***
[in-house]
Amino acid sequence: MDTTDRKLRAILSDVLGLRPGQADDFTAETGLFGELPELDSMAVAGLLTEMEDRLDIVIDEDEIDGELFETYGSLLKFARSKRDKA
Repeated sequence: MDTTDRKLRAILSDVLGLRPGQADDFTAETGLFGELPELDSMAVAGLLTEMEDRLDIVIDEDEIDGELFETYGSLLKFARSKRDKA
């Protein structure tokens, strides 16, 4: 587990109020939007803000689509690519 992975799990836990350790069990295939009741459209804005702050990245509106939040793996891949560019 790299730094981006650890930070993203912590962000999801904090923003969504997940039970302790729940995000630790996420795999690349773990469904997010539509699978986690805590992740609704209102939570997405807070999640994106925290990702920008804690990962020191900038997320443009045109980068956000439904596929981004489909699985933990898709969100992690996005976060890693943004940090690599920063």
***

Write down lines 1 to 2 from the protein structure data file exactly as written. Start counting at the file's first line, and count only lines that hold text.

[in-house]
Amino acid sequence: MDTTDRKLRAILSDVLGLRPGQADDFTAETGLFGELPELDSMAVAGLLTEMEDRLDIVIDEDEIDGELFETYGSLLKFARSKRDKA